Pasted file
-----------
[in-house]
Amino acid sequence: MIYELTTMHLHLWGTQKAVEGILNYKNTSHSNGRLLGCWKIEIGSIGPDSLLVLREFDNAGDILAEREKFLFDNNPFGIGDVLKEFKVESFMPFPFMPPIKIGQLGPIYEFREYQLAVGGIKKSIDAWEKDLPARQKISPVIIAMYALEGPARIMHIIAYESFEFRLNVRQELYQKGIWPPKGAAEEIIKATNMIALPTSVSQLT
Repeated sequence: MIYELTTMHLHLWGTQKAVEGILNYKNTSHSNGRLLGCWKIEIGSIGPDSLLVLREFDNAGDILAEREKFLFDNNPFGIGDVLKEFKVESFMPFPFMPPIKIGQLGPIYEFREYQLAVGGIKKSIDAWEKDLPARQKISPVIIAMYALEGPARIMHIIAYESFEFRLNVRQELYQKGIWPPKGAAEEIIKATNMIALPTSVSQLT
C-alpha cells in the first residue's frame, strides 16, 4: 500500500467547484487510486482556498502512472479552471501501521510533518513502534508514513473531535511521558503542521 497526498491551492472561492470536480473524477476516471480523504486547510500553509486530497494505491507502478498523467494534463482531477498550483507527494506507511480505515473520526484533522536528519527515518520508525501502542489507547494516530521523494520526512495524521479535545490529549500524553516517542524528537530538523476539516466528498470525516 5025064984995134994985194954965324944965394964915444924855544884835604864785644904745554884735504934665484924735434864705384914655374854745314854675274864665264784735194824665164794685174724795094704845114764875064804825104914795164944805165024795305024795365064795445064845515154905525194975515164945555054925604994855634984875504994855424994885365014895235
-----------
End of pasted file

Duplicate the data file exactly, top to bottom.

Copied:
[in-house]
Amino acid sequence: MIYELTTMHLHLWGTQKAVEGILNYKNTSHSNGRLLGCWKIEIGSIGPDSLLVLREFDNAGDILAEREKFLFDNNPFGIGDVLKEFKVESFMPFPFMPPIKIGQLGPIYEFREYQLAVGGIKKSIDAWEKDLPARQKISPVIIAMYALEGPARIMHIIAYESFEFRLNVRQELYQKGIWPPKGAAEEIIKATNMIALPTSVSQLT
Repeated sequence: MIYELTTMHLHLWGTQKAVEGILNYKNTSHSNGRLLGCWKIEIGSIGPDSLLVLREFDNAGDILAEREKFLFDNNPFGIGDVLKEFKVESFMPFPFMPPIKIGQLGPIYEFREYQLAVGGIKKSIDAWEKDLPARQKISPVIIAMYALEGPARIMHIIAYESFEFRLNVRQELYQKGIWPPKGAAEEIIKATNMIALPTSVSQLT
C-alpha cells in the first residue's frame, strides 16, 4: 500500500467547484487510486482556498502512472479552471501501521510533518513502534508514513473531535511521558503542521 497526498491551492472561492470536480473524477476516471480523504486547510500553509486530497494505491507502478498523467494534463482531477498550483507527494506507511480505515473520526484533522536528519527515518520508525501502542489507547494516530521523494520526512495524521479535545490529549500524553516517542524528537530538523476539516466528498470525516 5025064984995134994985194954965324944965394964915444924855544884835604864785644904745554884735504934665484924735434864705384914655374854745314854675274864665264784735194824665164794685174724795094704845114764875064804825104914795164944805165024795305024795365064795445064845515154905525194975515164945555054925604994855634984875504994855424994885365014895235